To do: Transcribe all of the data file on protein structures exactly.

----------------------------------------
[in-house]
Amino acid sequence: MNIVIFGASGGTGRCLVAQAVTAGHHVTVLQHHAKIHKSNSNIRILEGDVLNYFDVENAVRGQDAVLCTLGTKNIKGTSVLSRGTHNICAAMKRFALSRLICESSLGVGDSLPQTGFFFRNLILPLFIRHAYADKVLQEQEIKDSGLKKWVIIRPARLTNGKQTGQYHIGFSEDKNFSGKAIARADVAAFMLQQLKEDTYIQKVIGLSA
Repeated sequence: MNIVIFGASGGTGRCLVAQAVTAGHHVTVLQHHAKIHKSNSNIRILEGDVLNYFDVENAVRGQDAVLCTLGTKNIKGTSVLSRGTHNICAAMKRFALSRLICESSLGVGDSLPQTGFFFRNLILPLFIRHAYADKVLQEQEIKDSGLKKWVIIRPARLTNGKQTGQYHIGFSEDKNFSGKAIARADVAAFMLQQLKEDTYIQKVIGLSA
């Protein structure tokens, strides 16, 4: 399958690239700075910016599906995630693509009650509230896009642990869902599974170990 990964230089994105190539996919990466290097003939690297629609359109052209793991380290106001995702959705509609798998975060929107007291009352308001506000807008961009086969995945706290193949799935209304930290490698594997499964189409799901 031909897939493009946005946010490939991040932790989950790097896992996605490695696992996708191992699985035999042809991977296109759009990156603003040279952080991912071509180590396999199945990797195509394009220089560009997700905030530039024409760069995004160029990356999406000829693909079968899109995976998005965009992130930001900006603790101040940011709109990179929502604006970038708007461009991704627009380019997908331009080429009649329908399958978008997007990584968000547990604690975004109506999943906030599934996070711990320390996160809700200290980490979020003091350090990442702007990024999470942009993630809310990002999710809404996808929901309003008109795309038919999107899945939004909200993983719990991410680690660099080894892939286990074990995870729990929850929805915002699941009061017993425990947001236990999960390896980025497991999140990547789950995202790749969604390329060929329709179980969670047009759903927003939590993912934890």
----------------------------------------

[in-house]
Amino acid sequence: MNIVIFGASGGTGRCLVAQAVTAGHHVTVLQHHAKIHKSNSNIRILEGDVLNYFDVENAVRGQDAVLCTLGTKNIKGTSVLSRGTHNICAAMKRFALSRLICESSLGVGDSLPQTGFFFRNLILPLFIRHAYADKVLQEQEIKDSGLKKWVIIRPARLTNGKQTGQYHIGFSEDKNFSGKAIARADVAAFMLQQLKEDTYIQKVIGLSA
Repeated sequence: MNIVIFGASGGTGRCLVAQAVTAGHHVTVLQHHAKIHKSNSNIRILEGDVLNYFDVENAVRGQDAVLCTLGTKNIKGTSVLSRGTHNICAAMKRFALSRLICESSLGVGDSLPQTGFFFRNLILPLFIRHAYADKVLQEQEIKDSGLKKWVIIRPARLTNGKQTGQYHIGFSEDKNFSGKAIARADVAAFMLQQLKEDTYIQKVIGLSA
């Protein structure tokens, strides 16, 4: 399958690239700075910016599906995630693509009650509230896009642990869902599974170990 990964230089994105190539996919990466290097003939690297629609359109052209793991380290106001995702959705509609798998975060929107007291009352308001506000807008961009086969995945706290193949799935209304930290490698594997499964189409799901 031909897939493009946005946010490939991040932790989950790097896992996605490695696992996708191992699985035999042809991977296109759009990156603003040279952080991912071509180590396999199945990797195509394009220089560009997700905030530039024409760069995004160029990356999406000829693909079968899109995976998005965009992130930001900006603790101040940011709109990179929502604006970038708007461009991704627009380019997908331009080429009649329908399958978008997007990584968000547990604690975004109506999943906030599934996070711990320390996160809700200290980490979020003091350090990442702007990024999470942009993630809310990002999710809404996808929901309003008109795309038919999107899945939004909200993983719990991410680690660099080894892939286990074990995870729990929850929805915002699941009061017993425990947001236990999960390896980025497991999140990547789950995202790749969604390329060929329709179980969670047009759903927003939590993912934890």